This is a bit long. I’ll post it in three parts.
Spring of 1872, with a half-dozen vaqueros and Chinese cook, twenty-three-year-old Peter French pushed twelve-hundred shorthorns from Sacrament’s grassland to Oregon’s Malheur Valley. Within two decades French’s “P” ranch ranked among top beef produces in America.
Drawn from Giles French’s Cattle Country of Peter French, “It Was Murder” is a minimally-fictionalized telling of a fated cowman’s final ride.
A full moon. Hoarfrost on the outhouse and pole fence. A draft team, still as stone, vapor plumes over their muzzles. Hung from a shed roof in silhouette, stiff as corpses from a gallows, saddles, halters, bridles, harnesses.
Two paces from the fence, in a board and batten wall, a single ten-inch glass pane. Beside it a faded, palm-size, tin holder–“Dr. Geo. A. Palmer’s Stomach Bitters—ORIGINAL—NONE BETTER!”–a thermometer flirting with zero. From the window sill, drifted snow peeks through frosted dendrites.
From the isinglass eye of a squat cast-iron stove an apricot tint plays about the room. Above the workbench aged antique gray, nails in a board wall hold hammers, pliers, hoof nippers, wire cutters, turned to brass by the firelight.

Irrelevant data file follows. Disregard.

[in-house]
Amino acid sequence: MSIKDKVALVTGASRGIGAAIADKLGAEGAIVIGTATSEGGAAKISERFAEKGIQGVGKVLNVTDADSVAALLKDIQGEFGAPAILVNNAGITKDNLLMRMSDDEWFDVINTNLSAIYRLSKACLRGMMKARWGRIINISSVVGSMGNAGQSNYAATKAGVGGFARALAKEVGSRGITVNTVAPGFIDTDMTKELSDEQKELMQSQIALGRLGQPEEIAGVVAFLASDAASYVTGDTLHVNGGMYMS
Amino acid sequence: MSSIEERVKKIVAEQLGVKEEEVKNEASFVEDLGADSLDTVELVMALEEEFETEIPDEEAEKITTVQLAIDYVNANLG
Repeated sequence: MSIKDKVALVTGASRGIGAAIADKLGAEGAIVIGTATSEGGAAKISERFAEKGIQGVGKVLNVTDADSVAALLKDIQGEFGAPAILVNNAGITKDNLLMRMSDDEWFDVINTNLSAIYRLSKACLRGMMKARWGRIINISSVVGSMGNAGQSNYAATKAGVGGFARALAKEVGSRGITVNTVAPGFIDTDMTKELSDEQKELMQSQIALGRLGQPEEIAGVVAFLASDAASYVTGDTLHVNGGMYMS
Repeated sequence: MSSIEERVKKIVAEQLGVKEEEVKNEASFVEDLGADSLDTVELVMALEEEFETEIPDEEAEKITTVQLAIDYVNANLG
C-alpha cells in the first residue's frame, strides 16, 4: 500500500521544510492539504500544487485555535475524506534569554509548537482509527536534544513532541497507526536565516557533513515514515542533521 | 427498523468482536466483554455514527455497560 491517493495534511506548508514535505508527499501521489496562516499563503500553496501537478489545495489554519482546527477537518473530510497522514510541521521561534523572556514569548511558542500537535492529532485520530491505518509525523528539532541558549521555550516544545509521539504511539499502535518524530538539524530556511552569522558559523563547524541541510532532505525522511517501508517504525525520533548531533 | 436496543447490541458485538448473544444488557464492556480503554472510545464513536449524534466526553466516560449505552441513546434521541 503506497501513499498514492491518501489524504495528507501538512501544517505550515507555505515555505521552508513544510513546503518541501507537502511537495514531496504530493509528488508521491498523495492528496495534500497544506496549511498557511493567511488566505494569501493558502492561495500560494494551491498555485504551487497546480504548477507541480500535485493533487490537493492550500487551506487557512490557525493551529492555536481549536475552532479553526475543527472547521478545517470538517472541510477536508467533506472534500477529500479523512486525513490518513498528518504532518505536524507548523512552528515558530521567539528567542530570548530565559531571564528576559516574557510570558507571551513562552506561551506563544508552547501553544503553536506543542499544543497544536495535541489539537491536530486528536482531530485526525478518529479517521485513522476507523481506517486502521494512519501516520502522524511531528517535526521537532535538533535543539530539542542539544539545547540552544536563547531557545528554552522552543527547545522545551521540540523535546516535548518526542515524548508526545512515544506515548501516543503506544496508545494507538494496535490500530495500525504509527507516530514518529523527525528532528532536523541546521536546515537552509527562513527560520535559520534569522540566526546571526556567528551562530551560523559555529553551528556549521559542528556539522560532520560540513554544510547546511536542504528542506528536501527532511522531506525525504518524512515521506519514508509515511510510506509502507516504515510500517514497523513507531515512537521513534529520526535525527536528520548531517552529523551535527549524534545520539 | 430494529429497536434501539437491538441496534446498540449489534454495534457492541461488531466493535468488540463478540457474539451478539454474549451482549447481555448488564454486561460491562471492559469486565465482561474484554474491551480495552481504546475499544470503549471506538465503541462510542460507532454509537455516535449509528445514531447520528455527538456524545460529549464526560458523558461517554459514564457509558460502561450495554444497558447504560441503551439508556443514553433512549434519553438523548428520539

From the stove, dividing light and dark, a quavering boundary crosses the floor, stair-steps a stool and horseshoe box, zigzags up wooden shelves, tapers to a point on the ceiling.
In the shadow below, Stetson pulled low, the boy, Hank, perched legs crossed on an oat bin.
By the stove, stiff leg propped on a nail keg, the aging Mexican, Buck, uses a pocket knife to trim a frayed end from a leather cinch strap. Shadow plays at the angular jaw, the weathered crevices beside the eyes, the ominous dent in the nose, the cheekbones pressing under chestnut-brown skin, the eyes hidden in shadow, the collar-length hair black as obsidian.
Calloused fingers guide the knife blade in a precise semicircle. Holding the strap to the stove’s eye, the artisan studies his work.
“I seen Peter French get killed.”
Part II soon